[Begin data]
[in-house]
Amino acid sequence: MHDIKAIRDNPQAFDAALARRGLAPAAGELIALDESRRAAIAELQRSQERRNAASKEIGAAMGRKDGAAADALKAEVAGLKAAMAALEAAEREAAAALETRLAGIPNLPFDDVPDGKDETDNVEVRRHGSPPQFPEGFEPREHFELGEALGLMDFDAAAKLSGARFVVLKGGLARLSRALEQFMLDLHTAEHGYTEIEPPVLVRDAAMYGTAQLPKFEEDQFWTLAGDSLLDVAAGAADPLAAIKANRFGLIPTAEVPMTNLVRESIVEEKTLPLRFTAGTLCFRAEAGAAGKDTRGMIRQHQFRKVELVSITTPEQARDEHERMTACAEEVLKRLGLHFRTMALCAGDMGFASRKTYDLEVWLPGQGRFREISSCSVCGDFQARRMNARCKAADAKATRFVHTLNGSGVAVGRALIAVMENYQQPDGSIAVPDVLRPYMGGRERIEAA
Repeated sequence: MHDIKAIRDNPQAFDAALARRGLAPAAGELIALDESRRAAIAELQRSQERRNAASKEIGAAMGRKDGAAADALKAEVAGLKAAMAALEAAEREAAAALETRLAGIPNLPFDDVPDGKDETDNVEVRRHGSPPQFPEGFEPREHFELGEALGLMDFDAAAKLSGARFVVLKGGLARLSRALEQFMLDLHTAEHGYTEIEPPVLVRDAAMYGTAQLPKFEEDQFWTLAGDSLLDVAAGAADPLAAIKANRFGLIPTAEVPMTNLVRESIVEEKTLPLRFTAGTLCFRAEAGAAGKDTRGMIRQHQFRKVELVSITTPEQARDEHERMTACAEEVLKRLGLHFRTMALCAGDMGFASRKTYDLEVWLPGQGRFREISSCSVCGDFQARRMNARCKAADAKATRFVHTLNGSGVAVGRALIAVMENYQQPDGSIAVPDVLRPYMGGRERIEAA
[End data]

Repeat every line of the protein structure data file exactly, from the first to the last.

[in-house]
Amino acid sequence: MHDIKAIRDNPQAFDAALARRGLAPAAGELIALDESRRAAIAELQRSQERRNAASKEIGAAMGRKDGAAADALKAEVAGLKAAMAALEAAEREAAAALETRLAGIPNLPFDDVPDGKDETDNVEVRRHGSPPQFPEGFEPREHFELGEALGLMDFDAAAKLSGARFVVLKGGLARLSRALEQFMLDLHTAEHGYTEIEPPVLVRDAAMYGTAQLPKFEEDQFWTLAGDSLLDVAAGAADPLAAIKANRFGLIPTAEVPMTNLVRESIVEEKTLPLRFTAGTLCFRAEAGAAGKDTRGMIRQHQFRKVELVSITTPEQARDEHERMTACAEEVLKRLGLHFRTMALCAGDMGFASRKTYDLEVWLPGQGRFREISSCSVCGDFQARRMNARCKAADAKATRFVHTLNGSGVAVGRALIAVMENYQQPDGSIAVPDVLRPYMGGRERIEAA
Repeated sequence: MHDIKAIRDNPQAFDAALARRGLAPAAGELIALDESRRAAIAELQRSQERRNAASKEIGAAMGRKDGAAADALKAEVAGLKAAMAALEAAEREAAAALETRLAGIPNLPFDDVPDGKDETDNVEVRRHGSPPQFPEGFEPREHFELGEALGLMDFDAAAKLSGARFVVLKGGLARLSRALEQFMLDLHTAEHGYTEIEPPVLVRDAAMYGTAQLPKFEEDQFWTLAGDSLLDVAAGAADPLAAIKANRFGLIPTAEVPMTNLVRESIVEEKTLPLRFTAGTLCFRAEAGAAGKDTRGMIRQHQFRKVELVSITTPEQARDEHERMTACAEEVLKRLGLHFRTMALCAGDMGFASRKTYDLEVWLPGQGRFREISSCSVCGDFQARRMNARCKAADAKATRFVHTLNGSGVAVGRALIAVMENYQQPDGSIAVPDVLRPYMGGRERIEAA